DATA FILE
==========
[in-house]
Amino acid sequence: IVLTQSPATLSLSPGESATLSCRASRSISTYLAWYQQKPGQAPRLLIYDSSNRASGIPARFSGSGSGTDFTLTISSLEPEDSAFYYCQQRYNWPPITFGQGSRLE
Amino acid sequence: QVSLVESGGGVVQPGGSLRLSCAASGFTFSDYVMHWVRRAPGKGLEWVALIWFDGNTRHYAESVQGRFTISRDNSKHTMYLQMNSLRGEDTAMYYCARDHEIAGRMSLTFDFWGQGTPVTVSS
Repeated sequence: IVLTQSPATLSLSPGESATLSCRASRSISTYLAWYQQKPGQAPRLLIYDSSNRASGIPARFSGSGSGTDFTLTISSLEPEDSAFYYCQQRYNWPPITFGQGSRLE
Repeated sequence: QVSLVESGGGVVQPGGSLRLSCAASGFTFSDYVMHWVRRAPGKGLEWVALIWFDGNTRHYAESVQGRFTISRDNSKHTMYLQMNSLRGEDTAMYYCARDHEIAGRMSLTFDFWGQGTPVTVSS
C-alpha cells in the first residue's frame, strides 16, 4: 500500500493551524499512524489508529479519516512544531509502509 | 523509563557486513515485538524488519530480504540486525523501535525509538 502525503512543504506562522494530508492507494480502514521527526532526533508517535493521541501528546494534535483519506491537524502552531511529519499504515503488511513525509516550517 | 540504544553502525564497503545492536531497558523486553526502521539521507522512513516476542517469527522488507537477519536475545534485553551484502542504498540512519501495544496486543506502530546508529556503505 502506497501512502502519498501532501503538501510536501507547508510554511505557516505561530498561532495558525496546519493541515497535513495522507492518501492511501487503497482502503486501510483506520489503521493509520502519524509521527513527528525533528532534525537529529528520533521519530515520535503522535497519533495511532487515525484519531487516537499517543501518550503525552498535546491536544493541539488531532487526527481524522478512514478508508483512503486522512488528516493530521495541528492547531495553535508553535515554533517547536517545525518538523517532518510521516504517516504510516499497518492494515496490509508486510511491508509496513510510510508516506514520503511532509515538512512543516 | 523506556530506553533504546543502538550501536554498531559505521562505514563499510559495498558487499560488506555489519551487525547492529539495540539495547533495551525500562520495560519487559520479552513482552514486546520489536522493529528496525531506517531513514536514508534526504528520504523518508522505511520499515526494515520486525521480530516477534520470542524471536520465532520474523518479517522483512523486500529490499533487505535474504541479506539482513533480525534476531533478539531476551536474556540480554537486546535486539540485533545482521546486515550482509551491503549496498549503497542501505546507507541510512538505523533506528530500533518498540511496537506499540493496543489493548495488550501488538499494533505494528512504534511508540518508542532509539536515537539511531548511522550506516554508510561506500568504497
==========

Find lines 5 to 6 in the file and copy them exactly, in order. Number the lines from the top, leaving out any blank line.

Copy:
Repeated sequence: QVSLVESGGGVVQPGGSLRLSCAASGFTFSDYVMHWVRRAPGKGLEWVALIWFDGNTRHYAESVQGRFTISRDNSKHTMYLQMNSLRGEDTAMYYCARDHEIAGRMSLTFDFWGQGTPVTVSS
C-alpha cells in the first residue's frame, strides 16, 4: 500500500493551524499512524489508529479519516512544531509502509 | 523509563557486513515485538524488519530480504540486525523501535525509538 502525503512543504506562522494530508492507494480502514521527526532526533508517535493521541501528546494534535483519506491537524502552531511529519499504515503488511513525509516550517 | 540504544553502525564497503545492536531497558523486553526502521539521507522512513516476542517469527522488507537477519536475545534485553551484502542504498540512519501495544496486543506502530546508529556503505 502506497501512502502519498501532501503538501510536501507547508510554511505557516505561530498561532495558525496546519493541515497535513495522507492518501492511501487503497482502503486501510483506520489503521493509520502519524509521527513527528525533528532534525537529529528520533521519530515520535503522535497519533495511532487515525484519531487516537499517543501518550503525552498535546491536544493541539488531532487526527481524522478512514478508508483512503486522512488528516493530521495541528492547531495553535508553535515554533517547536517545525518538523517532518510521516504517516504510516499497518492494515496490509508486510511491508509496513510510510508516506514520503511532509515538512512543516 | 523506556530506553533504546543502538550501536554498531559505521562505514563499510559495498558487499560488506555489519551487525547492529539495540539495547533495551525500562520495560519487559520479552513482552514486546520489536522493529528496525531506517531513514536514508534526504528520504523518508522505511520499515526494515520486525521480530516477534520470542524471536520465532520474523518479517522483512523486500529490499533487505535474504541479506539482513533480525534476531533478539531476551536474556540480554537486546535486539540485533545482521546486515550482509551491503549496498549503497542501505546507507541510512538505523533506528530500533518498540511496537506499540493496543489493548495488550501488538499494533505494528512504534511508540518508542532509539536515537539511531548511522550506516554508510561506500568504497